Position: Full Professor
Blanca Cutillas Arroyo
bcutillas (at) ub.edu
Carla Soler Martín
carlasoler (at) ub.edu
Alberto Maroto Ferrer
amaroto7 (at) ub.edu
Early stage researcher
erin.greguske (at) ub.edu
Prof. Jordi Llorens
Department of Physiological Sciences
Faculty of Medicine. Feixa Llarga s/n.
08907 L’Hospitalet de Llobregat (Spain)
jllorens (at) ub.edu
The vestibular system in the inner ear detects head accelerations, including gravity and those resulting from movements of the head. Vestibular dysfunction causes disequilibrium, vertigo, and loss of gaze control. The main research subject of our group is the identification of the cellular and molecular basis of the vestibular dysfunction that develops progressively during chronic exposure to vestibulotoxic chemicals. This is a way of identifying how reversible and irreversible events take place in this system, likely relevant to the major health concern of age-related sensory loss. It will also contribute to our understanding of the biology of this fundamental and neglected sensory system.
With a long record of activity in the field of experimental neurotoxicology, our laboratory has profited from its strong background in animal models of neurotoxicity to identify unique animal models of vestibular toxicity. Studying these original models, we have discovered new mechanisms of damage and repair of the vestibular synapses. These plasticity phenomena implicate many molecular players, including adhesion and extracellular matrix proteins, synaptic neurotransmission machinery components, and ion channels. The identification of players with dynamic roles in the damage and repair processes provides clues to identify mechanisms governing the reversibility or irreversibility of the damages, as well as therapeutic targets for preventing damage or promoting repair. Present options for treating vestibular disorders are practically inexistent.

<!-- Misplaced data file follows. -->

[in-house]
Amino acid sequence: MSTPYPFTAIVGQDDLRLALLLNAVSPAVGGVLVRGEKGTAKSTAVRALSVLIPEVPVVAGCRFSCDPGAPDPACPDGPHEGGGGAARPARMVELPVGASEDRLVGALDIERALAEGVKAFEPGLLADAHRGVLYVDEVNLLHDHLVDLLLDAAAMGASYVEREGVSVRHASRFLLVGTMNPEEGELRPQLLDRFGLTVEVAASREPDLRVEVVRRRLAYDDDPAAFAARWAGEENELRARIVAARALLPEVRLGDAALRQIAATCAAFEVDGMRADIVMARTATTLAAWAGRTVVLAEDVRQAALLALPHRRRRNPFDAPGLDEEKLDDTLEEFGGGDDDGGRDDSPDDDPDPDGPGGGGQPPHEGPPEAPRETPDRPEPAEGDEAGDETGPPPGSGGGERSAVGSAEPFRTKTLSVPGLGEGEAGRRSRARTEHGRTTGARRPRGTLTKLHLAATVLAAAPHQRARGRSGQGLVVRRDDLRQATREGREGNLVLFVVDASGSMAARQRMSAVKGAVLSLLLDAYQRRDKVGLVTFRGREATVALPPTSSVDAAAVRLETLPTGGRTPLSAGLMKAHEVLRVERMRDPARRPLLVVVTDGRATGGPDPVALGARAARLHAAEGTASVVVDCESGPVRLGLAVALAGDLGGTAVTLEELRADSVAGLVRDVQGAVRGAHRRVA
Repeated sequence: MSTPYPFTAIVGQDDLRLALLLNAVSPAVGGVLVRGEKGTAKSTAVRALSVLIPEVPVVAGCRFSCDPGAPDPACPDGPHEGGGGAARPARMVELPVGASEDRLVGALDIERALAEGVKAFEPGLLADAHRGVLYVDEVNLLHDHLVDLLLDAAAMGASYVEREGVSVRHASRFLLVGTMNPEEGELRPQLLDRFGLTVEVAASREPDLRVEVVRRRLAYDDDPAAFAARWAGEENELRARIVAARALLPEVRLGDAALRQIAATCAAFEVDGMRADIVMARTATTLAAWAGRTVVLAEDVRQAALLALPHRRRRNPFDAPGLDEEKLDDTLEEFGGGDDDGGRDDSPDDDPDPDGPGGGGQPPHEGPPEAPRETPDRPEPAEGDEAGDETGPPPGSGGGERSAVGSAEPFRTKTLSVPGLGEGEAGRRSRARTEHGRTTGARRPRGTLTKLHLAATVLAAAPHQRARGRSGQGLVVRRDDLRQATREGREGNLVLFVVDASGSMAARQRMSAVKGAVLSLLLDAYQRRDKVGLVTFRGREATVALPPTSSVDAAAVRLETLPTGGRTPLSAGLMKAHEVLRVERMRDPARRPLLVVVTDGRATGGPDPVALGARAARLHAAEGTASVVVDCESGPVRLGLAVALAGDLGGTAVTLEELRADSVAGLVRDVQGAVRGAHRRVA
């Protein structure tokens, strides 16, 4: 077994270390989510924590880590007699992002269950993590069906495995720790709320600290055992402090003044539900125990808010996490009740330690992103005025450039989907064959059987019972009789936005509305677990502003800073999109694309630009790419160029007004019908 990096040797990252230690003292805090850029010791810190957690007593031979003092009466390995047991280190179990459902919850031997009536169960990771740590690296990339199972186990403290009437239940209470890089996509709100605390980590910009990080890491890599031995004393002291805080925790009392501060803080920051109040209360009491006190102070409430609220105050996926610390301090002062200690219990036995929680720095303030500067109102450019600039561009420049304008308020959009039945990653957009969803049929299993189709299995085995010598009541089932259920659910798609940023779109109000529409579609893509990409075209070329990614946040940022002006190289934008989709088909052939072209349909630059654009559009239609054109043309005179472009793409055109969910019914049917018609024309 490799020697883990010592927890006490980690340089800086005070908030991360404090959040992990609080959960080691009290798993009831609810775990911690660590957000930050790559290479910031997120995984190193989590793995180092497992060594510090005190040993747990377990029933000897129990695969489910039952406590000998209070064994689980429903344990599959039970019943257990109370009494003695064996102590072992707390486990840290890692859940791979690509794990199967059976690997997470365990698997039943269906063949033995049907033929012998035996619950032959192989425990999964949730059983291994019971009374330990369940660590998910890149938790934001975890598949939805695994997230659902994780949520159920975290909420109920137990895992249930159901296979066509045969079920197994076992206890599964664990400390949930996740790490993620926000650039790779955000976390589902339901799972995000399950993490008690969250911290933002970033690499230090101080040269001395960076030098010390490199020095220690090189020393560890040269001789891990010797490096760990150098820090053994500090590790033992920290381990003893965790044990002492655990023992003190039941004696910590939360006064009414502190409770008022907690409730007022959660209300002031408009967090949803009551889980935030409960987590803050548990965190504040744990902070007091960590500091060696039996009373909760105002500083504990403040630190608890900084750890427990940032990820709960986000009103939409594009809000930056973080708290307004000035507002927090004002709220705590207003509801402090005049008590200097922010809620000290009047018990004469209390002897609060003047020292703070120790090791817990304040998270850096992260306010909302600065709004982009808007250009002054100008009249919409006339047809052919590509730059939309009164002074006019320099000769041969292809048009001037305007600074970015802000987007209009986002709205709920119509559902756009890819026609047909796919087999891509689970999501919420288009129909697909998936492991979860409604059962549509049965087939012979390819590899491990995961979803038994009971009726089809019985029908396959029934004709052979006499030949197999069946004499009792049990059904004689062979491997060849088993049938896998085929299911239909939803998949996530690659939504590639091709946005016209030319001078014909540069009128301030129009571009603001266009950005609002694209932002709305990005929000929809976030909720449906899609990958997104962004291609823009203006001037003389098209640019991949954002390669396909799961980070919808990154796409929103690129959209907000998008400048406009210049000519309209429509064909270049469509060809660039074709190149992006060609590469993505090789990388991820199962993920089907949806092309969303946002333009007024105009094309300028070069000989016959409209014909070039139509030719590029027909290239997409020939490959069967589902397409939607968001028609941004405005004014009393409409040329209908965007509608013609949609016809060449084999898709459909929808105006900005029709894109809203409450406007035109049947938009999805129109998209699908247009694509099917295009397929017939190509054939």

Other research interests have been the main focus of the laboratory in previous years. These include 1) understanding the nervous and sensory toxicities of nitriles, 2) developing animal models to prove that nitriles may be the causative agents for konzo, lathyrism and tropical ataxic neuropathy, 3) identify the impact on the neuromuscular junction of proximal neurofilamentous axonopathies, as pathogenic mechanism relevant to our understanding of ALS (amyotrophic lateral sclerosis).
·Greguske E.A., Carreres-Pons M., Cutillas B., Boadas-Vaello P., Llorens J. (2018) Calyx junction dismantlement and synaptic uncoupling precede hair cell extrusion in the vestibular sensory epithelium during sub-chronic 3,3’-iminodipropionitrile ototoxicity in the mouse. Arch Toxicol
·Llorens J., Callejo A., Greguske E.A., Maroto A.F., Cutillas B., Martins-Lopes V. (2018) Physiological assessment of vestibular function and toxicity in humans and animals. Neurotoxicology 66: 204-212 (2018)
·Callejo A., Durochat A., Bressieux S., Saleur A., Chabbert C., Domènech Juan I, Llorens J, Gaboyard-Niay S. (2017) Dose-dependent cochlear and vestibular toxicity of trans-tympanic cisplatin in the rat. Neurotoxicology 60: 1-9.
·Boadas-Vaello P., Sedó-Cabezón L., Verdú E., Llorens J. (2017) Strain and sex differences in the vestibular and systemic toxicity of 3,3’-iminodipropionitrile in mice. Toxicol Sci 156: 109-122.
·Sedó-Cabezón L., Jedynak P., Boadas-Vaello P., Llorens J. (2015) Transient alteration of the vestibular calyceal junction and synapse in response to chronic ototoxic insult in rats. Disease Models and Mechanisms 8: 1323-1337 (2015).